At nerve terminals, neurotransmitter release is mediated by exocytosis of synaptic vesicles at active zone. After exocytosis, vesicular components are efficiently retrieved by endocytosis. Tight coupling between synaptic vesicle exocytosis and endocytosis is critical for the maintenance of neurotransmission at central synapses. Recently, we have developed a new fluorescent pH reporter that permits us to examine exocytosis-endocytosis coupling at the level of individual synaptic vesicles at hippocampal synapses.1 To our surprise, we observed that the tight coupling of exocytosis and endocytosis broke down at very low stimulation frequencies, resulting in the generation of two endocytic vesicles per single exocytic fusion event. As stimulation frequency increased, exocytosis-endocytic coupling was restored with one endocytic vesicle generated for each vesicle exocytosed. Further studies revealed that the dissimilar patterns of exocytosis-endocytic coupling at different stimulation frequencies were mediated by two pathways of endocytosis that are orchestrated during differential patterns of neuronal activity.1 Here, we summarize our observations and further discuss their possible implications.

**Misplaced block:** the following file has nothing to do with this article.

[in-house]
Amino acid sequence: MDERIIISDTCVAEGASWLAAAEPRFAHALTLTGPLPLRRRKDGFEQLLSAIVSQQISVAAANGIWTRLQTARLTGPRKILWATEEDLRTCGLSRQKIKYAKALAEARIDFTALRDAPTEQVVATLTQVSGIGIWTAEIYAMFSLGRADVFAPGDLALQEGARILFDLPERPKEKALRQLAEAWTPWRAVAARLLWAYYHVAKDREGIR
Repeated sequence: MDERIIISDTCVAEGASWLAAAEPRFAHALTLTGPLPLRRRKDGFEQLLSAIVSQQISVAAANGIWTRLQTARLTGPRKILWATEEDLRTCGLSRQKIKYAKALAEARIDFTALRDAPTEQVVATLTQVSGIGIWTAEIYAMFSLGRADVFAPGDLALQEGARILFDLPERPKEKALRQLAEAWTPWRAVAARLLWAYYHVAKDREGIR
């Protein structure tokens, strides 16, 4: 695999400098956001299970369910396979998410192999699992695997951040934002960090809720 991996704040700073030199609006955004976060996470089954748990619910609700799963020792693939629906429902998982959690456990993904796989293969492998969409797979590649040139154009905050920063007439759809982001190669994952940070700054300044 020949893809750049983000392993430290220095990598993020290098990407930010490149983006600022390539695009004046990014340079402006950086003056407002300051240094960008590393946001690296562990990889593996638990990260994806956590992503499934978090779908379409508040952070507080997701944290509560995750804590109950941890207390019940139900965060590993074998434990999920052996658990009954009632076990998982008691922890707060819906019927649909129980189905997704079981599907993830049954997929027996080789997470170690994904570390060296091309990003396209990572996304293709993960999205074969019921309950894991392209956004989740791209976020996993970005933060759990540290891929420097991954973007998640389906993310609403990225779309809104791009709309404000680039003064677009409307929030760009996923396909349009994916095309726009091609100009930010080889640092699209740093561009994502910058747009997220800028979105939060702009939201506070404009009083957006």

- Clathrin-mediated endocytosis
- Synaptic vesicle
ASJC Scopus subject areas
- Agricultural and Biological Sciences(all)